One thing Tia told me was that, she never imagined she would gain the amount of recognition she has, since “there are a lot of people out there online” and the fact that from doing all of this, it has changed her “outlook on life” and has helped her “make plans for the future”. This newfound popularity with online creators has risen over the past couple of years and has allowed for young people, like Tia, to use this to their advantage and work with brands who, in exchange for free products, then promote them to their thousands of followers online.

I was intrigued by this and asked her if she considered herself a ‘model’ and her aspirations for life beyond social media. Her response was hesitant but she replied, “I wouldn’t say I’m a professional. I’ve had a few brands and photographers contact me but nothing major, although I would love if I could get the opportunity to do anything like Vogue or London Fashion Week when I’m older” and how, “I consider myself as a free-lance model, as I mostly take and edit my own pictures for all of my accounts”.

Pictured above: Tia at Westfield Stratford (IG: @tia.forbes)
Pictured above: Tia at Westfield Stratford (IG: @tia.forbes)

For Tia, her popularity on the application has helped her also migrate to other social platforms such as: YouTube, Depop (a social shopping app where you can buy and sell clothes), and Twitter as an attempt to reach a wider audience. When looking at her platform, she told me, “I never really posted for any specific category” but “when looking at my insights on Instagram, I saw that most of my following were women and between the ages of 13-25” and how “I wanted to change that and be more inclusive to a wider audience, such as people who are a bit older and may not know much about social media”.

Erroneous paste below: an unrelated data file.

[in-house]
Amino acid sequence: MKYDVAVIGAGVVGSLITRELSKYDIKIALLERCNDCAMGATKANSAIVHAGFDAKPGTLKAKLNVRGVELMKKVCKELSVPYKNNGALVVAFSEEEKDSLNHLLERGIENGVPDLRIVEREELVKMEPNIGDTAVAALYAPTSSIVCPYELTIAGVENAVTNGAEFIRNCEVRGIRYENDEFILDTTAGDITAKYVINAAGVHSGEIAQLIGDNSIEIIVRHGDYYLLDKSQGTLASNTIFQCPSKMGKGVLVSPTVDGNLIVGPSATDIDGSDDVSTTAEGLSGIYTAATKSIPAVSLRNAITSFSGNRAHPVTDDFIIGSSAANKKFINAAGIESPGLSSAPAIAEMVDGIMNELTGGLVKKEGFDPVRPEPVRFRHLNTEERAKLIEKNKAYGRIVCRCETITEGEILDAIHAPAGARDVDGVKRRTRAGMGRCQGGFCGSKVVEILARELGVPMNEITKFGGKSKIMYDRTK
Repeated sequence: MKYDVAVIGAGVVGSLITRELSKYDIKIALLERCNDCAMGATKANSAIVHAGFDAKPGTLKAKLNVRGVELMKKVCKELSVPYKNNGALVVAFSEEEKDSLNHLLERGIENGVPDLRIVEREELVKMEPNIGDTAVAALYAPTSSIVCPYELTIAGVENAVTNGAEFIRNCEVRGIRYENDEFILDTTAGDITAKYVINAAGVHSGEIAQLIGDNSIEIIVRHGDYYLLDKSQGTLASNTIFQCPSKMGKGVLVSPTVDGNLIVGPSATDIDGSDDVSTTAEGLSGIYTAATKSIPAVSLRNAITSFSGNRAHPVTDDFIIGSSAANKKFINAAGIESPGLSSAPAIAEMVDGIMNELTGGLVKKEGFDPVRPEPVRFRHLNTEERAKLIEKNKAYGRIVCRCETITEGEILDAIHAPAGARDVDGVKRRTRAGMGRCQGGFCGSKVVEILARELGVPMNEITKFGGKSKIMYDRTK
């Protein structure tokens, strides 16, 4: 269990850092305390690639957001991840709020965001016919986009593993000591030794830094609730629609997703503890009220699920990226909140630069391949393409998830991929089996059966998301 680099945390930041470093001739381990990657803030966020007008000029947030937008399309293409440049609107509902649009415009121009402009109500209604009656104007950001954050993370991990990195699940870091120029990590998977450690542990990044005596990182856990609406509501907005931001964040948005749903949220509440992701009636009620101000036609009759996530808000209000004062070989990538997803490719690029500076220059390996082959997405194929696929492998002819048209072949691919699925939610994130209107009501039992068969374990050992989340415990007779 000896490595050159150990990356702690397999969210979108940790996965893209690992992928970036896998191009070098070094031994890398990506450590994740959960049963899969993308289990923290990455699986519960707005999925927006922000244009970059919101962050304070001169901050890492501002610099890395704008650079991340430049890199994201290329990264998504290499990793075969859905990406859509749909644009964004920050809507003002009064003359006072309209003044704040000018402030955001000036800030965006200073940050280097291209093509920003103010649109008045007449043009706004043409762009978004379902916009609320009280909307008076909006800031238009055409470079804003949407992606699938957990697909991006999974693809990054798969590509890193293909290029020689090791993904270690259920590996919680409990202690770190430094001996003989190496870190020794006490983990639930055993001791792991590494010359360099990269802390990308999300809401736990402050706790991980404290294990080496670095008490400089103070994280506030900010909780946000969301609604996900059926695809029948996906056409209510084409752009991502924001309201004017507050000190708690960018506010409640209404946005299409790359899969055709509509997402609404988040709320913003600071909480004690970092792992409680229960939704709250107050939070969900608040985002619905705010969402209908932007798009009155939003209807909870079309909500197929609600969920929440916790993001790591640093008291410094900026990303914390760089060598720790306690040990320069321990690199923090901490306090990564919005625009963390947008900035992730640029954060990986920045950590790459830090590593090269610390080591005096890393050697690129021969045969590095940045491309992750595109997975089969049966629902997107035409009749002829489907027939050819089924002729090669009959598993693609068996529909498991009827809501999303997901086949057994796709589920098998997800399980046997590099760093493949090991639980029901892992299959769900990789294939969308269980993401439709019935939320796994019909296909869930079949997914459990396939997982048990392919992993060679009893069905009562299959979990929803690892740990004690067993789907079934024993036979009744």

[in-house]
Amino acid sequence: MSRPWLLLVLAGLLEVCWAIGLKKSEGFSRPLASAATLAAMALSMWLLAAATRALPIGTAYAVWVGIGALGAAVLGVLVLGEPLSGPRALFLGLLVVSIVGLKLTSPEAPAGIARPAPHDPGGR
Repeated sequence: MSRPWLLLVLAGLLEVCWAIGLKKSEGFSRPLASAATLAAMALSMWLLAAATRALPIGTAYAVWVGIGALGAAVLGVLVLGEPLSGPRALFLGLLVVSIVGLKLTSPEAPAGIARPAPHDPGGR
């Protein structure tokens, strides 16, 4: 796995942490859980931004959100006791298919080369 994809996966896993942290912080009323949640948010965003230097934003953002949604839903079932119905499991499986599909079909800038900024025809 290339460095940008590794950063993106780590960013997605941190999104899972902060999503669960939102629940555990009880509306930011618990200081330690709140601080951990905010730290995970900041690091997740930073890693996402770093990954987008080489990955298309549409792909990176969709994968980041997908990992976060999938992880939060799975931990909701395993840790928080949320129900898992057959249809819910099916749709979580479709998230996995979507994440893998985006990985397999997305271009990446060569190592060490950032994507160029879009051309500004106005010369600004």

Although most of her posts relate to young women, she hopes to branch out and “grab the attention of older people and change their views of social media”. One of the ways she is trying, is to promote her business on Facebook and other older platforms (which have been around for a longer then newer apps) so that she is being seen by a wider audience.

Pictured above: Tia (IG: @tia.forbes)
Pictured above: Tia (IG: @tia.forbes)

But of course, like anyone else Tia’s time online hasn’t been perfect. Like every other person on social media, she has received some hate from people or “online trolls” as she calls them, who are known in the social media community as “people that harass and bully others on the internet as a way to distract and get a reaction out of a community for their own pleasure”. When asked about what it’s like to receive hate online, she answered “it’s not as uncommon as you’d think, it can happen to anybody, no matter your age or what you look like”. Tia continued, “I used to get really upset when I first received hate, but overtime I’ve learned to just focus on the positives which kept me going”. When discussing this, I mentioned about her ethnic background and if it played a part in the way she was viewed on social media: “There’s this thing about social media which puts a lot of pressure on you. . . you feel like you should look a certain way based upon how our society is, and its always playing on my mind when I post a photo” but, Tia used this to her advantage and continues to help others who feel like they don’t fit in with social norms and if anything, shows that you can be yourself and still be a positive influence to people.

 

Check out Tia’s recent YouTube video here: https://www.youtube.com/watch?v=njk7tT68fdI&t=1s

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Paris Tundervary